Why Indian states are failing
Statistics tell a dismal story of the state of civic services across all states in our country.
- Total Shares
The political representatives in municipal corporations and municipal committees have failed to provide the needed leadership and vision to our cities. Almost without exception, our cities are in various degrees of decay - decay of the civic infrastructure, decay of the environment and a general deficit of facilities that can facilitate citizen’s well-being and pursuit of prosperity.
Even as mandated service providers, the municipalities have been indifferent, inadequate and callous in quality. Statistics will tell a dismal story of the state of civic services across all states in our country. Water supply, power supply, waste management, air pollution levels, cleanliness of public spaces, public conveniences, pathways for pedestrians, indeed, take any point of reference, we are in deficit or decline or neglect.
It is true that the magnitude of the shift of the people from villages to cities has been quite large. In the post-colonial period of the last 70 years, India has seen almost over 35 crore people moving to the cities. While the census data suggests that 31 per cent of India is urban, satellite images show that our urban population is twice that much of this figure.
Image: Reuters photo
This is in conformity with worldwide trends as people are moving to cities for economic, education and health care reasons. The burden of city management has thus hugely increased, but our local bodies’ competence diminished at an exponential rate, failing to match the needed professionalism and capacity for governance.
Consequently, cities have got a bad name. While urbanisation has helped economic and social progress, it has led to socio-economic problems. The utter failure to anticipate, then plan and develop spaces and to establish municipal governance as the prime navigator and lead pilot of city’s prosperity has been a lapse of monumental consequence, and its mitigation will possibly take us half a century or more, were we to start now in right earnest.
It is true that if we want democracy as a preferred form of governance, we will also necessarily have politics that will need to engage with institutions of public policy and their performance. The division of powers in our federal polity, though conceived in pragmatism has, in fact, been worked in competitive applications, reserving every discretion for the state chief ministers and leaving the local self-governance system in the cities, at their mercy. Barring a few corporation towns in different states, the municipal bodies in all other cities were totally dependent on the state budgets for their survival and even human resources. The situation even today is no better despite 73rd and 74th amendments to the Constitution.
These two amendments gave constitutional status to Panchayati Raj Institutions(PRIs) and Urban Local Bodies respectively, in both letter and spirit to bring about greater decentralisation and to increase the involvement of the local community in planning and implementation of needed projects and developments.
A number of programmes and initiatives were conceived and implemented to help create competence and capacity at the local institution levels, but the results have been mixed. The JNNURM and currently the modified clone in the shape of Smart Cities Initiative, have done their bit, but not enough and not at a consistently impressive pace. Besides, in content, these programmes are not total in approach. Many of them are partial or part answers to a vast array of issues.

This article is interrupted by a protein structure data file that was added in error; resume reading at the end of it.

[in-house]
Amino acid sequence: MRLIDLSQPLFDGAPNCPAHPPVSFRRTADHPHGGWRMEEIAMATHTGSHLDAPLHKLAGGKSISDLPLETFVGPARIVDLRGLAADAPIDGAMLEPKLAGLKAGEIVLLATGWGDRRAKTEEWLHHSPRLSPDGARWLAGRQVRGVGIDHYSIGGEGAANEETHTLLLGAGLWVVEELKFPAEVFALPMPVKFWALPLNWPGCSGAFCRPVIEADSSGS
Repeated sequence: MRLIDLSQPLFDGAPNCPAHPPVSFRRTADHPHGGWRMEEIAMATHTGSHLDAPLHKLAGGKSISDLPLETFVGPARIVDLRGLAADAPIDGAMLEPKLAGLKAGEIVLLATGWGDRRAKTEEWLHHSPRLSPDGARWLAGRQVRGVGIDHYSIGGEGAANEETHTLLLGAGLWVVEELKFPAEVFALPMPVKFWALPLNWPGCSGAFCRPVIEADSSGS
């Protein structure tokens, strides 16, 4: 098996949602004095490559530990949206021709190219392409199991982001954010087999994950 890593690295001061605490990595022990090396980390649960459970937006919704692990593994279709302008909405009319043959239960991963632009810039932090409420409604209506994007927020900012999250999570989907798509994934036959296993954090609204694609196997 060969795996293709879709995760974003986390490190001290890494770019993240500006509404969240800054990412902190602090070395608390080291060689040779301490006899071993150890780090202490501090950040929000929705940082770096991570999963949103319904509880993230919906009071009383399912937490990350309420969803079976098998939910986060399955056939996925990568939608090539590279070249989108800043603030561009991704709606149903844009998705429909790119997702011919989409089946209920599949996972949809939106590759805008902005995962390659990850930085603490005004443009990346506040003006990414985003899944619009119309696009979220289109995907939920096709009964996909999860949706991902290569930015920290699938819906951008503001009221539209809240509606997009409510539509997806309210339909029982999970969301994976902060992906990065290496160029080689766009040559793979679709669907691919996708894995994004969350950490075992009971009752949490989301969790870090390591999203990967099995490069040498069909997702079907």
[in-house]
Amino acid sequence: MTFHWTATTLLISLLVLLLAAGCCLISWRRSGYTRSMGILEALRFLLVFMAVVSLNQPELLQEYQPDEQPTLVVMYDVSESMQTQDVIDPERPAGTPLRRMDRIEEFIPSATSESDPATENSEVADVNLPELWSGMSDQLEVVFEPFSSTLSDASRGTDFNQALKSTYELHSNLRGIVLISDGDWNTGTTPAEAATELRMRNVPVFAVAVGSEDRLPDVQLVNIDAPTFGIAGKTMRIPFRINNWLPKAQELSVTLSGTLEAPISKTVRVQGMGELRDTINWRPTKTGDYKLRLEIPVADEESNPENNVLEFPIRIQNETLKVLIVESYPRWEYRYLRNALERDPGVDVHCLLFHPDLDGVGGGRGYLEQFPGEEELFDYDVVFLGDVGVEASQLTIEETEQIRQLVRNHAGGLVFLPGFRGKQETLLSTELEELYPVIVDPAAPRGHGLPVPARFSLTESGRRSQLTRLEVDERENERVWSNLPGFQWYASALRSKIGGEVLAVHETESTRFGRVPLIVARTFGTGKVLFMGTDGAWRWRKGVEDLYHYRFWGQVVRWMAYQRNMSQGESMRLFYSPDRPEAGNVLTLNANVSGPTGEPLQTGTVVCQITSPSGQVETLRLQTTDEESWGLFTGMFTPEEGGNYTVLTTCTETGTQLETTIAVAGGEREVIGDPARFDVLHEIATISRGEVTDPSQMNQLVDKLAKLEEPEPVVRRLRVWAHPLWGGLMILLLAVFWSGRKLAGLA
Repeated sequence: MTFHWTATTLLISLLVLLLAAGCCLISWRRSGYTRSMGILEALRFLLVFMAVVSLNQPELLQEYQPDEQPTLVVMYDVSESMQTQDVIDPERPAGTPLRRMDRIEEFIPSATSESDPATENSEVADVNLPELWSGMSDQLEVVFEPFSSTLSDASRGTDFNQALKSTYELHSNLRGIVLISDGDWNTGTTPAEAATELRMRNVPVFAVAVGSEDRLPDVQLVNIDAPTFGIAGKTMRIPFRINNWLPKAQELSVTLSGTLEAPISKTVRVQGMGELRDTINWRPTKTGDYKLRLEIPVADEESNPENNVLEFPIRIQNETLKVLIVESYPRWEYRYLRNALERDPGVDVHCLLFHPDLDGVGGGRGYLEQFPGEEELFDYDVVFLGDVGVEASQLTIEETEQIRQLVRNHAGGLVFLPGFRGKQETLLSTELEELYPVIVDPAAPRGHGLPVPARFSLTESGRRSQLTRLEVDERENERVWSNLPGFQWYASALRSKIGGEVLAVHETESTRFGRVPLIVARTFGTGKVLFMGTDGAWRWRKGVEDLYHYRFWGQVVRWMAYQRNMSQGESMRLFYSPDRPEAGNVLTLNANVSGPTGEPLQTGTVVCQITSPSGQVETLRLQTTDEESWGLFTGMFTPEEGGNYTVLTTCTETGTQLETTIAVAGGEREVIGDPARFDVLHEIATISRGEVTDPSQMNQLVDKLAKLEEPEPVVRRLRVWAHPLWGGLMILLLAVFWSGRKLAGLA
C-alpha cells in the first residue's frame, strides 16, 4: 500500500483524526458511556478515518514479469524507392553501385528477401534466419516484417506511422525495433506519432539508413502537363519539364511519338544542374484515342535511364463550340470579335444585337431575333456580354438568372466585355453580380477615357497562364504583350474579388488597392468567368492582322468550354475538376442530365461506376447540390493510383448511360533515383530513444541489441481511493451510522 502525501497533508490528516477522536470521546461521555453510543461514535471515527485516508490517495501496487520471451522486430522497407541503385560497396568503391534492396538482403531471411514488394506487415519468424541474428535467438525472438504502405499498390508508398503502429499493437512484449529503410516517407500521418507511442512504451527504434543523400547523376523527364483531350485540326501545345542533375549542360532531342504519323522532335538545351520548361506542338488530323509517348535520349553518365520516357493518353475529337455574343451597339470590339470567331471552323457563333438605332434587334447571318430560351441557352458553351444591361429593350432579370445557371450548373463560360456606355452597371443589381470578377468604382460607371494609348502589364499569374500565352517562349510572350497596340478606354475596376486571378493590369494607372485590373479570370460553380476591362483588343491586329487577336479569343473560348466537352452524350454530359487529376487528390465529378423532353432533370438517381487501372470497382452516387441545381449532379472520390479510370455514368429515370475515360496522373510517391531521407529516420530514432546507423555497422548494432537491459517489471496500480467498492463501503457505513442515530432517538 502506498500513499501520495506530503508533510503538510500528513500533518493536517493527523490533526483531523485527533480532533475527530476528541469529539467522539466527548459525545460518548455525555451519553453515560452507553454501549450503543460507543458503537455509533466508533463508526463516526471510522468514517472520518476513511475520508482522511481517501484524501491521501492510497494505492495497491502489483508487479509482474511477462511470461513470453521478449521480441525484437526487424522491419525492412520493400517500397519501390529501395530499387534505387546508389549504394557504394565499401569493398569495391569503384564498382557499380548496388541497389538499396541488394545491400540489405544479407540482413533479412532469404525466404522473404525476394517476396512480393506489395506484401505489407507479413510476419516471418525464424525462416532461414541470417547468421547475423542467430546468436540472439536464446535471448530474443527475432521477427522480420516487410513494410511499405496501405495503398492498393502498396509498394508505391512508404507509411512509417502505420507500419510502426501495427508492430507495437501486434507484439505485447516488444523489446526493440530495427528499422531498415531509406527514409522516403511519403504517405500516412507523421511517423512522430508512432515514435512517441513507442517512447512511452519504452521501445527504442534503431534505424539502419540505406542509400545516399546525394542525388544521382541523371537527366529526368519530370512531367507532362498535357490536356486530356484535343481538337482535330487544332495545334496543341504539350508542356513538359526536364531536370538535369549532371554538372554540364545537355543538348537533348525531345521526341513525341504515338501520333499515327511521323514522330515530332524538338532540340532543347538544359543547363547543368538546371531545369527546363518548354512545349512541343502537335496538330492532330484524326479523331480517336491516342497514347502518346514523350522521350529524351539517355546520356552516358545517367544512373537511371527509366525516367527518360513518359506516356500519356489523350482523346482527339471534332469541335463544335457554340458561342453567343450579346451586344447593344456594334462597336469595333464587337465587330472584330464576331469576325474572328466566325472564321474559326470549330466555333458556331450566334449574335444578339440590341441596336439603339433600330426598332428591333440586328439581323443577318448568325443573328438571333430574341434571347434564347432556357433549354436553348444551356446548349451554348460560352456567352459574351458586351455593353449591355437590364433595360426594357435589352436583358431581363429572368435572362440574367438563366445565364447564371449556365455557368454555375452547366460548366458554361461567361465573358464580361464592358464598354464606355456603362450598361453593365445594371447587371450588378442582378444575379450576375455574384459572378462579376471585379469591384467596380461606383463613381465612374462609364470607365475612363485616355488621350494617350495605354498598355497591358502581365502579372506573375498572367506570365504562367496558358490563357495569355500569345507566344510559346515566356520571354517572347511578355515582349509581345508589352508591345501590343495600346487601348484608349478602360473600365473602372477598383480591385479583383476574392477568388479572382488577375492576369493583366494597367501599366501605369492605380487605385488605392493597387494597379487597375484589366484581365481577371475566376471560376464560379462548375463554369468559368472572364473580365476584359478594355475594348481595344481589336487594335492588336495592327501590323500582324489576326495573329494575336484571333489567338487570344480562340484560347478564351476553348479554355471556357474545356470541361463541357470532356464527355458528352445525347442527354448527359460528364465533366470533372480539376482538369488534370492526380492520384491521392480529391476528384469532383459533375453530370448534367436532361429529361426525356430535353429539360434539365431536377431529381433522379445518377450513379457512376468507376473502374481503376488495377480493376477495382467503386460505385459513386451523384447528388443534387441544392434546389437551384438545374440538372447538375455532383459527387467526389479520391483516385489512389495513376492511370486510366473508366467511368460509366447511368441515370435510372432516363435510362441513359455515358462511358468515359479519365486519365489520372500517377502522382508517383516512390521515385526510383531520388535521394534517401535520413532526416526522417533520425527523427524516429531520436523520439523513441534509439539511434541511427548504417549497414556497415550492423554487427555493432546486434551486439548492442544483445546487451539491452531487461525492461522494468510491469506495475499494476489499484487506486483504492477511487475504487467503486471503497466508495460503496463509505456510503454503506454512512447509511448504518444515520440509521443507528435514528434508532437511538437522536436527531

There has been a predominant tendency to run the affairs of the state from the capital. The major part of the senior bureaucracy is housed in the capital as is the political power and the district level is still in the hands of the authority called collector/deputy commissioner/district magistrate, who is the fount of all developmental initiative. The consultative process is still only formal and fund flow is restricted. The municipal governance, even where there is political representation, is dependent on the goodwill of the collector. Assuming that this one man possesses omni-competence and has the time and inclination to resolve civic problems, his average tenure is less than a year in almost all states of India. No surprise, therefore, at the state of our cities without exception.
Structurally, our system of local governance is flawed. A district is a large enough entity and combined with its peri-urban areas, tehsils and villages, and, therefore, needs a competent set of institutions manned by professionals to guide the ambitions of the citizens of the district. The state capital cannot possibly manage the complex combination of planning, funding and implementing the urban progress of the resident population. It is not about creating supply side benefits, it is not only about revenues, it is not only about infrastructure, it is really about socio-economic equations that can bloom in a culture of aesthetics and ethics. This is what civic governance is actually about and this has been absent from our exhibited philosophy of governance of cities.
Obviously, something needs to change and change quickly as we are plumbing the depths of despair in so far as urban living is concerned. We cannot go on without restoring a fair system of providing services and obligating citizens to abide by a orderly framework of rules enforced by a compassionate and receptive managerial structure.